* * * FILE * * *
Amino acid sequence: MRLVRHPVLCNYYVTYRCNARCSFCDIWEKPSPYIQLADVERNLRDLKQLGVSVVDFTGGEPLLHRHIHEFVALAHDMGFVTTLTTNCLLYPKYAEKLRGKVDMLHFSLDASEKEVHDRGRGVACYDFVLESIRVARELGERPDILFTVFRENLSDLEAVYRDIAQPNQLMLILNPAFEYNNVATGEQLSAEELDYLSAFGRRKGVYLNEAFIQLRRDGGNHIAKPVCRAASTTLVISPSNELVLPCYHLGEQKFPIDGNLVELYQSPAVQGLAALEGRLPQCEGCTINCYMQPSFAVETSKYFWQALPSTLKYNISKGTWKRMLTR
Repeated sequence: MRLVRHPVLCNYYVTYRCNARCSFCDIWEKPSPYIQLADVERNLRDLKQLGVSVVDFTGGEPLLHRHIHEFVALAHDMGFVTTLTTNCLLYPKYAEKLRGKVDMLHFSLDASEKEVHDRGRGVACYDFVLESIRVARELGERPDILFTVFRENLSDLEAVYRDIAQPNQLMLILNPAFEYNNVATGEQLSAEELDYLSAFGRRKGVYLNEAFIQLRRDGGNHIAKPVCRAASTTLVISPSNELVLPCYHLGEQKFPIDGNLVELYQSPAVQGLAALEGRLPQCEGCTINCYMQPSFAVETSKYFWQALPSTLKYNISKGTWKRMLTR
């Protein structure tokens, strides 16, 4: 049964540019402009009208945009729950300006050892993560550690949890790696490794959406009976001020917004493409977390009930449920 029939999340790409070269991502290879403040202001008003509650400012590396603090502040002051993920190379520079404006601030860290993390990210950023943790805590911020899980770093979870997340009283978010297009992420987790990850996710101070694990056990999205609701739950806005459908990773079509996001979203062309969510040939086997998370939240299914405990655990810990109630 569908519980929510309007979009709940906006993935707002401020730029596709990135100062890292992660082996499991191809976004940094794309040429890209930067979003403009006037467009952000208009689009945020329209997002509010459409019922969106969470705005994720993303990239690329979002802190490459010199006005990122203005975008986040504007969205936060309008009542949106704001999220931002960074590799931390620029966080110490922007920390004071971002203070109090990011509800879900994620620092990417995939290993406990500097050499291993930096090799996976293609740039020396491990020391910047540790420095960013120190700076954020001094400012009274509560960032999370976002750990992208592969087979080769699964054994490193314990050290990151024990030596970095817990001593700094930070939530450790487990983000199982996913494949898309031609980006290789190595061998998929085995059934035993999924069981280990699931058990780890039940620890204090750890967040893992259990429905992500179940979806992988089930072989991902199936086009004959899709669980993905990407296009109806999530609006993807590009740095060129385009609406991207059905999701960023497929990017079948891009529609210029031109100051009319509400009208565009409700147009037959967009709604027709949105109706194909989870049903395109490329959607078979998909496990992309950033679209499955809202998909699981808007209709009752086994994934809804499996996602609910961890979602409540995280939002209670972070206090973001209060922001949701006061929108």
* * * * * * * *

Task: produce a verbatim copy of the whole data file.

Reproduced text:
Amino acid sequence: MRLVRHPVLCNYYVTYRCNARCSFCDIWEKPSPYIQLADVERNLRDLKQLGVSVVDFTGGEPLLHRHIHEFVALAHDMGFVTTLTTNCLLYPKYAEKLRGKVDMLHFSLDASEKEVHDRGRGVACYDFVLESIRVARELGERPDILFTVFRENLSDLEAVYRDIAQPNQLMLILNPAFEYNNVATGEQLSAEELDYLSAFGRRKGVYLNEAFIQLRRDGGNHIAKPVCRAASTTLVISPSNELVLPCYHLGEQKFPIDGNLVELYQSPAVQGLAALEGRLPQCEGCTINCYMQPSFAVETSKYFWQALPSTLKYNISKGTWKRMLTR
Repeated sequence: MRLVRHPVLCNYYVTYRCNARCSFCDIWEKPSPYIQLADVERNLRDLKQLGVSVVDFTGGEPLLHRHIHEFVALAHDMGFVTTLTTNCLLYPKYAEKLRGKVDMLHFSLDASEKEVHDRGRGVACYDFVLESIRVARELGERPDILFTVFRENLSDLEAVYRDIAQPNQLMLILNPAFEYNNVATGEQLSAEELDYLSAFGRRKGVYLNEAFIQLRRDGGNHIAKPVCRAASTTLVISPSNELVLPCYHLGEQKFPIDGNLVELYQSPAVQGLAALEGRLPQCEGCTINCYMQPSFAVETSKYFWQALPSTLKYNISKGTWKRMLTR
């Protein structure tokens, strides 16, 4: 049964540019402009009208945009729950300006050892993560550690949890790696490794959406009976001020917004493409977390009930449920 029939999340790409070269991502290879403040202001008003509650400012590396603090502040002051993920190379520079404006601030860290993390990210950023943790805590911020899980770093979870997340009283978010297009992420987790990850996710101070694990056990999205609701739950806005459908990773079509996001979203062309969510040939086997998370939240299914405990655990810990109630 569908519980929510309007979009709940906006993935707002401020730029596709990135100062890292992660082996499991191809976004940094794309040429890209930067979003403009006037467009952000208009689009945020329209997002509010459409019922969106969470705005994720993303990239690329979002802190490459010199006005990122203005975008986040504007969205936060309008009542949106704001999220931002960074590799931390620029966080110490922007920390004071971002203070109090990011509800879900994620620092990417995939290993406990500097050499291993930096090799996976293609740039020396491990020391910047540790420095960013120190700076954020001094400012009274509560960032999370976002750990992208592969087979080769699964054994490193314990050290990151024990030596970095817990001593700094930070939530450790487990983000199982996913494949898309031609980006290789190595061998998929085995059934035993999924069981280990699931058990780890039940620890204090750890967040893992259990429905992500179940979806992988089930072989991902199936086009004959899709669980993905990407296009109806999530609006993807590009740095060129385009609406991207059905999701960023497929990017079948891009529609210029031109100051009319509400009208565009409700147009037959967009709604027709949105109706194909989870049903395109490329959607078979998909496990992309950033679209499955809202998909699981808007209709009752086994994934809804499996996602609910961890979602409540995280939002209670972070206090973001209060922001949701006061929108």